Abstract and Keywords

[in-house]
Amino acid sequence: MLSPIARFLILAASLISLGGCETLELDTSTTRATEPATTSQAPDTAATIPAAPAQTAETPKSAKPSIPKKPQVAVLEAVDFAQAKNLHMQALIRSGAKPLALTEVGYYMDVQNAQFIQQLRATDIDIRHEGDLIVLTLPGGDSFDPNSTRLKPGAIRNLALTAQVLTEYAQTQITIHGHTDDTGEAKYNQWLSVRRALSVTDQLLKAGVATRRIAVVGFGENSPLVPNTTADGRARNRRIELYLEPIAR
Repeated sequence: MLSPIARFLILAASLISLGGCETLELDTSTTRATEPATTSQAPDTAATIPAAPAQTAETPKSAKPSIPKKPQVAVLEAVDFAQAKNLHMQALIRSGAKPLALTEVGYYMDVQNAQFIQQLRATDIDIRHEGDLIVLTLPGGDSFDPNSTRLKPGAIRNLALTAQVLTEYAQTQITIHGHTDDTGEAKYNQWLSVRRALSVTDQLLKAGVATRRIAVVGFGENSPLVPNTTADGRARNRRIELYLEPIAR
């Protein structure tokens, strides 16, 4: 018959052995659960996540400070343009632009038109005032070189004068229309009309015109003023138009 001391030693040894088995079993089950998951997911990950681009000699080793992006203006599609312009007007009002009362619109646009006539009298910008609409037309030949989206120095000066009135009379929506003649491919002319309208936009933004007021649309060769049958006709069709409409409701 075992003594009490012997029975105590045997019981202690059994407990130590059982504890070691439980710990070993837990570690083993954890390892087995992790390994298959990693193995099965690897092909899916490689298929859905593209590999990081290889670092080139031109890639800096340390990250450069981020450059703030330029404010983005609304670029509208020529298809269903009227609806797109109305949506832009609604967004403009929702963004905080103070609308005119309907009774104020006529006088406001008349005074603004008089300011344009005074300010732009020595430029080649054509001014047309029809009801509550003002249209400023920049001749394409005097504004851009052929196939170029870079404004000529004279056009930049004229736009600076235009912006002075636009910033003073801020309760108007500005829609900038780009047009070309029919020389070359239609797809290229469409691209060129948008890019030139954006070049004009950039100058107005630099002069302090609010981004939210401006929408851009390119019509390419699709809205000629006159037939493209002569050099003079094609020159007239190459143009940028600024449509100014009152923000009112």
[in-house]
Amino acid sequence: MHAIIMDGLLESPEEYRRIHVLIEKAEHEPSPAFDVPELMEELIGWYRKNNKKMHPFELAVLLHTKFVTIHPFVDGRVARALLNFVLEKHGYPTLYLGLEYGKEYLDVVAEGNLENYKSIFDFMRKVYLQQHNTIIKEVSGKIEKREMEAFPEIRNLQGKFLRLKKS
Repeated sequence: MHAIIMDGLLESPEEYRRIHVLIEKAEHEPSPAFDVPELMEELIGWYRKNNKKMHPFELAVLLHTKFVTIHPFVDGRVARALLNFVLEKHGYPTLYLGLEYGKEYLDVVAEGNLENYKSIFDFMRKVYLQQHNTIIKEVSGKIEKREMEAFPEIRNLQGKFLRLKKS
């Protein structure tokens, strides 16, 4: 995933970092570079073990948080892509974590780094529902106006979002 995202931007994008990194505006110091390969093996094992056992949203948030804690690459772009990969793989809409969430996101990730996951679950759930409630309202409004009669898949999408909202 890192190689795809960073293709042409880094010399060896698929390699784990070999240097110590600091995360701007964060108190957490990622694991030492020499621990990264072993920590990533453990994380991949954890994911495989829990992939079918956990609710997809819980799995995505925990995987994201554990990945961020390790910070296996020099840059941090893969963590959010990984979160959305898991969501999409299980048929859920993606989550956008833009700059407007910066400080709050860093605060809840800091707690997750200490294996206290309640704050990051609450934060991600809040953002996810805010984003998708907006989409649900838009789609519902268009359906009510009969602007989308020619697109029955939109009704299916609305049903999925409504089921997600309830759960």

This article presents the formulation of the portfolio selection problem, the issue of estimation errors and their impact on mean-variance optimization (MVO), and the use of MVO for portfolio construction. Most economic studies of investor behavior start with a model of investor's preferences typically represented as a utility function of the investor's wealth. After choosing a utility function, we can derive optimal decisions for a rational investor who would try to maximize the expected utility of his or her decisions. Markowitz' theory of mean-variance optimization reduces the problem of portfolio selection into a trade-off between the mean return of the portfolio and its variance. The MVO formulation is consistent with non-quadratic utility maximization only when the returns can be assumed to follow a multi-dimensional elliptical distribution. MVO and its multitude of variations can be viewed as mathematical approximations of the true expected utility maximization problem rather than simplistic trade-offs on two portfolio characteristics that are disconnected from rational investor behavior. The alternative formulations involve the replacement of the variance of the portfolio return with a different measure of risk in the statement of the trade-off function used in optimization. Optimizing portfolios using an objective function that combines expected return with mean absolute deviation are relatively simple as they can be expressed in terms of a linear optimization problem.
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